Ten months ago I wrote about getting patients off backboards as soon as possible. The question has arisen again, so I did a little digging to find some good science behind this. And I found it.
This problem has been looked at three ways. From best to worst they are: studies on OR patients who developed pressure ulcers postop, studies on animals, and studies on tissues. I’ll focus on the first because a real person who is chemically and physically restrained to an OR table is very similar to one who has been fastened to a backboard.
The most cited study (retrospective, of course) showed that patients who had tissue pressure over bony prominences that exceeded their diastolic pressure developed pressure ulcers within 6 hours, and even faster with higher tissue pressures. But even better prospective OR studies have been done, and these showed that ulcers could occur in as little as three hours.
Keep in mind that these studies involved patients in whom real efforts were made to pad bony prominences and actively avoid tissue injuries. Yet they still occurred. Contrast this with a patient who is strapped to a hard backboard in your ED, with little ability to adjust their position to improve circulation.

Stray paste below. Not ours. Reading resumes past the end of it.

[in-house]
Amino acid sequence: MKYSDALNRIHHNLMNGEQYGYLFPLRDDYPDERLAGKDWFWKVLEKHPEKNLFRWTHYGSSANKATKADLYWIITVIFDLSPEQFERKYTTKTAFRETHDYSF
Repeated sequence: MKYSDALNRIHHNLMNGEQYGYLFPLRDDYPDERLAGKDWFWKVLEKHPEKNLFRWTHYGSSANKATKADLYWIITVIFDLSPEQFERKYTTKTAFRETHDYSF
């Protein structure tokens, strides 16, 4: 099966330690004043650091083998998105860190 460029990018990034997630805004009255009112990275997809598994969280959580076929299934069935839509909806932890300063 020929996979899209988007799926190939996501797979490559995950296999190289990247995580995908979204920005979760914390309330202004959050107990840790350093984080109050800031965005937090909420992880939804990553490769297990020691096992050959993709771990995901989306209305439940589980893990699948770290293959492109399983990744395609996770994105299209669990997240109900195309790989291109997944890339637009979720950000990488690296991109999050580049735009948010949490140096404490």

Related work has shown that:
- Tissue injury is more likely in the elderly, probably because they have less adipose padding
- Obesity is not protective! The increased weight increases tissue pressure out of proportion to the padding effect
- A harder surface shortens the time to tissue damage
- Hypotension is bad, both for the patient’s well-being and for the skin over their bony prominences
Bottom line: Get your patients off that backboard ASAP! I recommend sliding it out when they are logrolled to examine the back. The board is of little or no benefit to spine stability in a cooperative patient. And we have ways of encouraging cooperation if they are not.
Reference: How Much Time Does it Take to Get a Pressure Ulcer? Integrated Evidence from Human, Animal, and In Vitro Studies. Ostomy Wound Management. 54(10):26-8, 30-5, 2008.